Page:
Saturday, March 29, 2008

History belongs to...

Who does history belong to? The successful? The powerful? The wealthy? The media elite? The superstars?

Well, according to NT scholar, Walter Wink, history belongs to the intercessors.

For those of you staying up late tonight, not able to sleep, just waiting for the next installment of my series in the book of Revelation... well... this is your sneak peak! For those of you who were at the Saturday night service, this is review. For those of you who don't care... why are you reading this again? :)

I talk about this in my message. Wink writes:

"History belongs to the intercessors, to those who believe and pray the future into being. History does not belong to the powerful or the wealthy or the rulers or the armies or the corporations or the global media empires. It doesn’t belong to Rome. It doesn’t to Bill Gates. History belongs to the intercessors, to those who believe and pray the future into being.”

Do you believe that?

The undeniable teaching of scripture is that prayer changes things. Sure, there is debate over sovereignty, and what happens in prayer... yada yada yada yawn. But scripture suggests that our prayers do make a difference.

And I often wonder if I really believe that.

Because if I really believed that, I think I would pray more.

I often wonder how much we blame God for not working when really we are not praying. Certainly, there are times when God's answer is "no" (or "later"). But seriously... I have run into people who have come to me asking why God didn't do this or that or direct this or that, etc... and they ask, "Why didn't God answer my prayer?"

But after talking to them for a while, I find that they really didn't pray.

They may have worried.

They may have stewed.

They may have stressed.

They may have thought about the issue a lot.

But they didn't pray. Just pray. Continuously. Hard. Persistently

I wonder how many of my unanswered prayers are because... well... I didn't pray them.

So... I want to pray more. Yep, I'm a pastor and posting this on a public blog. But prayer is hard. Really hard. And I want to do it more. And if you want to join me....maybe we can talk about this.

Any struggles with prayer you want to share?

Monday, March 24, 2008

Friday, March 21, 2008

Happy Easter... I mean... "Ressurection Sunday!"

A friend and fellow blogger made a post I found really intriguing. You can read her thoughts here. She was talking about her joy in the hiding eggs... the "trappings" of Easter and Christmas... and she asked: "I'd honestly be interested in knowing if any of you guys have a problem with these sort of former-pagan observances."

And so I left a comment.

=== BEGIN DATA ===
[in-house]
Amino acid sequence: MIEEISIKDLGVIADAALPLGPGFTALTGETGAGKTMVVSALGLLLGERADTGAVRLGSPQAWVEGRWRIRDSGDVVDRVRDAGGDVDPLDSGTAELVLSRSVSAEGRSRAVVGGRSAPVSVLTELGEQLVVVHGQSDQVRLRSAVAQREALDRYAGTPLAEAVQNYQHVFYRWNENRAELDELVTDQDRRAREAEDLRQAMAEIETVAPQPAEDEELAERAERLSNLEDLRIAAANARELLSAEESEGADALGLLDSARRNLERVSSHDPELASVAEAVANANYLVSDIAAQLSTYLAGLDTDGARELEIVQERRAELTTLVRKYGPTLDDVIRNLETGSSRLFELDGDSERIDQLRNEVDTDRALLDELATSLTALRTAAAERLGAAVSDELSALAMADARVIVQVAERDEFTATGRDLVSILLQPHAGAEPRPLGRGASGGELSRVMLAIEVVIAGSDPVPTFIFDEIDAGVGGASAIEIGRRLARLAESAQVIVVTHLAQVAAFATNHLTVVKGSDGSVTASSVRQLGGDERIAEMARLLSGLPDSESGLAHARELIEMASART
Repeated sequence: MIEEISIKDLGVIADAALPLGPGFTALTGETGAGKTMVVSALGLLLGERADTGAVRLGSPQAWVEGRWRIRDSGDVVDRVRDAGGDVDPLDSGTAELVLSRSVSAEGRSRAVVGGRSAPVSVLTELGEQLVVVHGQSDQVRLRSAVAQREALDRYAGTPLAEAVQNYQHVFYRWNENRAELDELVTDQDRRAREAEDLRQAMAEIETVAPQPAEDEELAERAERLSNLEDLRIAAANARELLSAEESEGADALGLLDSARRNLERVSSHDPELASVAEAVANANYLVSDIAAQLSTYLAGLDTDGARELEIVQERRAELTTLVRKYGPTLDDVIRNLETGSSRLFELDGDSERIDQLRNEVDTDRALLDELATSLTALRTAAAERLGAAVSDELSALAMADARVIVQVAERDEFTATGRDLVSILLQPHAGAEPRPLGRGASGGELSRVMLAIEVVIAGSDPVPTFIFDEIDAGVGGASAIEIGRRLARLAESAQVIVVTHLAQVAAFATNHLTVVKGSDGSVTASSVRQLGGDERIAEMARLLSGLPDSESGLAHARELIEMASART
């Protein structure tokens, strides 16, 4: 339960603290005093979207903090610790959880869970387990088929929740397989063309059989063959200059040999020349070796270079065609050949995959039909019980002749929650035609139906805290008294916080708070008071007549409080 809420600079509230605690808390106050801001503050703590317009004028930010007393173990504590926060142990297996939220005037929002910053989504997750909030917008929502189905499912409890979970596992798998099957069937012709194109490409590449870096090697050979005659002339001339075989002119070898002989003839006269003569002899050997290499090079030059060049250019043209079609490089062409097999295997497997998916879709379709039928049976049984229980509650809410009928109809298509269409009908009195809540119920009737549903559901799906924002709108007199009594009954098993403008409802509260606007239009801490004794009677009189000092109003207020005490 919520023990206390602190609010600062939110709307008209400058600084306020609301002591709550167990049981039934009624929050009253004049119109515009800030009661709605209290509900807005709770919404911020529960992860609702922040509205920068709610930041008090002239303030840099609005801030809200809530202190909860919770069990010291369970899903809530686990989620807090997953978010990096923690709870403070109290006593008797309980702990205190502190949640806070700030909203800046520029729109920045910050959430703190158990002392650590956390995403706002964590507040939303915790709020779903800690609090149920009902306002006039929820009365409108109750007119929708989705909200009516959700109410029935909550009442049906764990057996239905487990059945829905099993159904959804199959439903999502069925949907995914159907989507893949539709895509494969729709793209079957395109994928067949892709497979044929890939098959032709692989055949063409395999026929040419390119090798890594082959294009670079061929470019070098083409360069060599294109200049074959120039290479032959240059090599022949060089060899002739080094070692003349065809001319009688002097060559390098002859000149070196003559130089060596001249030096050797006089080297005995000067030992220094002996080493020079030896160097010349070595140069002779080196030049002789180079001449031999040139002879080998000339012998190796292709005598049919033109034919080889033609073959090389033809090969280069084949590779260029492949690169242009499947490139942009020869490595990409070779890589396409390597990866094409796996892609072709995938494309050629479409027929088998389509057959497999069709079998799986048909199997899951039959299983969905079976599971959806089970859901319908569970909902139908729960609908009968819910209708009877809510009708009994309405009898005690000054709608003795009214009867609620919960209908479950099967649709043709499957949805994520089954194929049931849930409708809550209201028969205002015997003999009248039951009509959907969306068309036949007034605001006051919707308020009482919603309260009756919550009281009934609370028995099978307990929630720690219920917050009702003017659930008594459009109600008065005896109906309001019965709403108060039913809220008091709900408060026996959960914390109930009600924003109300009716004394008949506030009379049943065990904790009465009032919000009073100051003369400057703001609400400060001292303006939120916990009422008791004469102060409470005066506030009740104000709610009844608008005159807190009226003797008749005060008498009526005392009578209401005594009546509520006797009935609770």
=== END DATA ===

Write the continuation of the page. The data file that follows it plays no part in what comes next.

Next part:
Going back to see if others had commented yet, I was surprised how passionate my response was to her post. (And how long!). And that sent up a flag that said, "Hey, this may be important to you."

So I'm posting my response to her question on my blog, because it gives insight into me and hey, this is my blog. I can do what I want.

Jen is one of my regular reads. She is a good egg. (Even when she is hiding them.) You should go to her blog and chime in.

Question: "I'd honestly be interested in knowing if any of you guys have a problem with these sort of former-pagan observances."

My Answer:

I would leave a comment, but I'm too busy hiding eggs.

Maybe I'm too flippant here... I've been accused of that before... but I don't think the fact that I'm hiding eggs and having my 3-year-old daughter find them is all that big of a deal to God. I mean seriously... there are some big problems in this world. I'm guessing that is not one of them. It's not like we are chanting to the gods and goddesses while we are doing it. And we can't have any more kids, so the fertility thing isn't an issue anymore for Laura and me. :)

And once Lydia finds her eggs... and when she comes out of her chocolate coma... that night, I will hold her in my arms as I put her to bed...and I will lay my hands on her head as I do every night I tuck her in... and we will pray. She will list off all the people she is thankful for (it takes a while, so I bring an iced tea into the room) and then she will pray the Lord's prayer (which is the cutest thing and must make God smile)...

And I will pray that she will come to know God at an early age. That she would be a girl who is sensitive to the leading of the Spirit in her life... that she would have favor with people and be a champion of the outcast. I will pray that she loves God and loves people with all her heart, soul, mind and strength. Often in tears, I will thank God for this amazing, frustrating, tiring, exhilarating, holy thing that I hold in my arms.

Then, I will look her straight in the eye and tell her that I love her and that I'm so proud to be her daddy. I will tell her that there is nothing she could ever do that will make God love her less. And then I will put her in bed, kiss her goodnight...

And then Laura and I will find the rest of the eggs. :)